Dear Kansas,


You are my second favorite school, next to my alma mater. Despite the fact that somehow you have to walk uphill going and coming from your football field, and despite your team’s tendency to snatch defeat from the jaws of victory, some of my favorite memories of the early courtship of the Mister and I involve road trips for KU football games, back before Tiny when we could afford season tickets.

When Tiny was around two and a half, we took him to visit Lawrence, and to see his daddy’s (and his grandparents) alma mater. He ran through the lush, green lawn in front of Phog Allen Fieldhouse, squealing with delight as he threw his brand new football around.  He knew the Rock Chalk Chant nearly as early as he knew “Mama” and “Dad-Dad.” He’s a member of the Junior Jayhawks club and just got a birthday card from Baby Jay.

My husband’s family can count generations who have attended KU. Every year, we donate to the Williams Fund, without fail. I can look out my front window right now and see a KU flag waving on our front porch in honor of the school’s basketball team appearing in yet another NCAA tournament.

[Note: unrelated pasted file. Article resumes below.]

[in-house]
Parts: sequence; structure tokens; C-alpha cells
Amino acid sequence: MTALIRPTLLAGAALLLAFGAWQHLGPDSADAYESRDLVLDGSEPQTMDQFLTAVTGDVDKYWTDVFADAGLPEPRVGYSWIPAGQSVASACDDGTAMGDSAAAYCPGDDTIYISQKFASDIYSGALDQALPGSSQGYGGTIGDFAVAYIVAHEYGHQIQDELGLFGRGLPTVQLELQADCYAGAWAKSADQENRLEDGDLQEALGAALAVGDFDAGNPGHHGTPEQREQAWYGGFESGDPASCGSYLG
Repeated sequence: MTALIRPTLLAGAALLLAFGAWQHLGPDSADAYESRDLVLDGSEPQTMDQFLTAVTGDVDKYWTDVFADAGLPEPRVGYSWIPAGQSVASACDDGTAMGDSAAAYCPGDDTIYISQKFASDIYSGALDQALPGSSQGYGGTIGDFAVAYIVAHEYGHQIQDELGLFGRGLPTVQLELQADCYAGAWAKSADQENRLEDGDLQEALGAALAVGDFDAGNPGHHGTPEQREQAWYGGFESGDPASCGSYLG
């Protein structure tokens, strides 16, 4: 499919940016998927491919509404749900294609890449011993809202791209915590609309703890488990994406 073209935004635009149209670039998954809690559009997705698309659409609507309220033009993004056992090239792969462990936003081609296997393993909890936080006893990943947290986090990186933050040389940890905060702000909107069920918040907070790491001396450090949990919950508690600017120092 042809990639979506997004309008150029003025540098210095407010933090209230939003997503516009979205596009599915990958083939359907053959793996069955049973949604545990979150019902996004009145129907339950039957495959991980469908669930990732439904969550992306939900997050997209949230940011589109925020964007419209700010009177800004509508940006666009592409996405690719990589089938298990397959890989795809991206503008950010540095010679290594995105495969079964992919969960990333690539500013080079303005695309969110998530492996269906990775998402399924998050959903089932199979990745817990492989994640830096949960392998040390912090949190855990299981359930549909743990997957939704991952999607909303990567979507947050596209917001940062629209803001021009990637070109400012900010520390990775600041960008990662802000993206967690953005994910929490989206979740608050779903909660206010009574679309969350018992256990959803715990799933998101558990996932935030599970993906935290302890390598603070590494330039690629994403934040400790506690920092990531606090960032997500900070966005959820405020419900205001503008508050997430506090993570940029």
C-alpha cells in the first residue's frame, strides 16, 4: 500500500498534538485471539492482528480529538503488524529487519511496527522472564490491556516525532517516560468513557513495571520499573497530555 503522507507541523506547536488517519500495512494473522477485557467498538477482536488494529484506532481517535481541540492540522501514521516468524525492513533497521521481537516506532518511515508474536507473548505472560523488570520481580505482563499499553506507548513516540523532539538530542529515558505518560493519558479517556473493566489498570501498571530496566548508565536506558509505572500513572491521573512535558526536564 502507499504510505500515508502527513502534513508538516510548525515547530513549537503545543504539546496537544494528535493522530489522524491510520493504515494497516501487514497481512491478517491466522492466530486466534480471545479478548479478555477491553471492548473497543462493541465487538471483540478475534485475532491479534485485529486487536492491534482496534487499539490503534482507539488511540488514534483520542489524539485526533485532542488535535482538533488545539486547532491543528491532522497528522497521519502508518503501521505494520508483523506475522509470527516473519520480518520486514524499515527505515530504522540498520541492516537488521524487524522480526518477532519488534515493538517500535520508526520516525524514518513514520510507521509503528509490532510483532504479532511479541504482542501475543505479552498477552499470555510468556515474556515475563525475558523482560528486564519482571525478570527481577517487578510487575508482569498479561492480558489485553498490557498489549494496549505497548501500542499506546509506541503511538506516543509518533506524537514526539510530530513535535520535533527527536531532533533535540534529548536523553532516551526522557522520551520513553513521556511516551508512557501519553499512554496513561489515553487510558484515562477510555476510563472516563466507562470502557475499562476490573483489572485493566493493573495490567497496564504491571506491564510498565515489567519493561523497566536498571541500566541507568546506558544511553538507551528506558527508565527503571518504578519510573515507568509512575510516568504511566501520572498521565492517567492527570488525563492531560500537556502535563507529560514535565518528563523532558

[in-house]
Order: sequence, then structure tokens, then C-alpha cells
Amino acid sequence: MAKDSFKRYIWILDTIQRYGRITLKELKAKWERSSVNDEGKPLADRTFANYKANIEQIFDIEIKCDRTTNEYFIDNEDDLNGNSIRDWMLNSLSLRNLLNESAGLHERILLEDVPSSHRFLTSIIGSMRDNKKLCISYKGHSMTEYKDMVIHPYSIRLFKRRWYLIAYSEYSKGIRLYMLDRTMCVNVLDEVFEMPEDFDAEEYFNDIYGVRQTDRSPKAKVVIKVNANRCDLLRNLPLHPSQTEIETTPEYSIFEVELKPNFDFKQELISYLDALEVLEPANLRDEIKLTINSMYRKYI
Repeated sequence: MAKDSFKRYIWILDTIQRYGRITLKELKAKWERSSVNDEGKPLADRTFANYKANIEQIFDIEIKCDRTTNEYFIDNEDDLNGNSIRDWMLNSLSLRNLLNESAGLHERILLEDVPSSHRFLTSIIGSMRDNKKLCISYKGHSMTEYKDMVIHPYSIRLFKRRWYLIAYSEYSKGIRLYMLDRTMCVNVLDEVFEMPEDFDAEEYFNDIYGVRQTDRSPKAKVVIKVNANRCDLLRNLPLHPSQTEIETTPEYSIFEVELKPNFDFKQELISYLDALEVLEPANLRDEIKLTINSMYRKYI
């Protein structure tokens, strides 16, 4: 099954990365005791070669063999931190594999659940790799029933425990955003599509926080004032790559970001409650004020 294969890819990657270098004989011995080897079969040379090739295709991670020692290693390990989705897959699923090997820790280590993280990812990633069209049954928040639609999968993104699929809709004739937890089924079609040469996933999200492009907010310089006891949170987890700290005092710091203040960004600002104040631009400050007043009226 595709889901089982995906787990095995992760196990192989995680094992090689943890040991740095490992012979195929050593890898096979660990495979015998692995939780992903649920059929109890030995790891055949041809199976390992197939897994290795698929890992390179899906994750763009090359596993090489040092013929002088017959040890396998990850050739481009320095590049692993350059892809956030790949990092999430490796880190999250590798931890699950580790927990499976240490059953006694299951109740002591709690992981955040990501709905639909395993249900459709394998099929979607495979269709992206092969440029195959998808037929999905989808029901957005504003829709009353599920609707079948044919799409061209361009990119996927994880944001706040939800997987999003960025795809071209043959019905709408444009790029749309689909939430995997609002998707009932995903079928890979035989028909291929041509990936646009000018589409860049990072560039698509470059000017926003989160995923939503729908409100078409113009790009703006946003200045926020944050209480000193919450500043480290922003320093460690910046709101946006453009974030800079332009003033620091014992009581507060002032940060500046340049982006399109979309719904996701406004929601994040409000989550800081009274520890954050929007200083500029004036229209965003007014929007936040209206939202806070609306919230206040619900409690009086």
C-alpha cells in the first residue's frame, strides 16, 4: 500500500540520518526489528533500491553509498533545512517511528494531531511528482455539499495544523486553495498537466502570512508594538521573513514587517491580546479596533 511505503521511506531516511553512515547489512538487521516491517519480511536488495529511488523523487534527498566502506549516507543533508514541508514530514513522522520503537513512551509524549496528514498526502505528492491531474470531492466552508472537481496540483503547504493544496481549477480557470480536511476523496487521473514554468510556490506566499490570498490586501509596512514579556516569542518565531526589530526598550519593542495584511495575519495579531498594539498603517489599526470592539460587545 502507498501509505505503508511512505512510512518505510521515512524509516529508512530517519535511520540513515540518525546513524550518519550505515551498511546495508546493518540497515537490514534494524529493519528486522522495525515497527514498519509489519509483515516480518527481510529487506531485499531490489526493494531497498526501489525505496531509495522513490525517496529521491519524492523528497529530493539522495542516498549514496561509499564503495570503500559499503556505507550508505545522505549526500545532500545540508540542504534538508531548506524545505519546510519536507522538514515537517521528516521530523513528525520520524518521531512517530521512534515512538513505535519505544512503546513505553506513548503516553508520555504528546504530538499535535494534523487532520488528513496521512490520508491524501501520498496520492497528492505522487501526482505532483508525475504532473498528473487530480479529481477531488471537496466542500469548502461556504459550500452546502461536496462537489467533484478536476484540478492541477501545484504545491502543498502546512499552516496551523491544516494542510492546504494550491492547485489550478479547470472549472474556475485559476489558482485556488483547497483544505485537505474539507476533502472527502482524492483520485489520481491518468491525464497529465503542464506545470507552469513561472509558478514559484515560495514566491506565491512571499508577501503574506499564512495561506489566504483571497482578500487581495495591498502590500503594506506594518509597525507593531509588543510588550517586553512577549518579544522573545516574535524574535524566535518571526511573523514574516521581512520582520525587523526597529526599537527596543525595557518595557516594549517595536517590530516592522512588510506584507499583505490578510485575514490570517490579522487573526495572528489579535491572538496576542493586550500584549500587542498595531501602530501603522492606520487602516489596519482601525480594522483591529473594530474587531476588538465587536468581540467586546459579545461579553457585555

But nowadays you’ve made it nearly impossible to love you – and it has nothing to do with your football record, and everything to do with the fact that one of your football players raped my friend.

One of your football players raped my friend, and then later tried to rape another girl, which makes him a serial rapist. And when I found out, since it’s what I do for a living, I began looking harder at KU.

KU has a rape problem. We know that KU is among 95 institutions with pending Title IX sexual violence investigations by the US Department of Education’s Office for Civil Rights. But we don’t know for sure how big of a rape problem, because in one news report has an official with the school’s Office of Institutional Opportunity and Access saying there were 169 reported rapes in 2015 and 89 in 2014, but the school’s most recent Clery Report only reports 14 rapes and 10 cases of fondling in 2014. An examination of the KU campus police department website reveals that two students are registered sex offenders, as well as a current alert regarding an assault that happened in late February.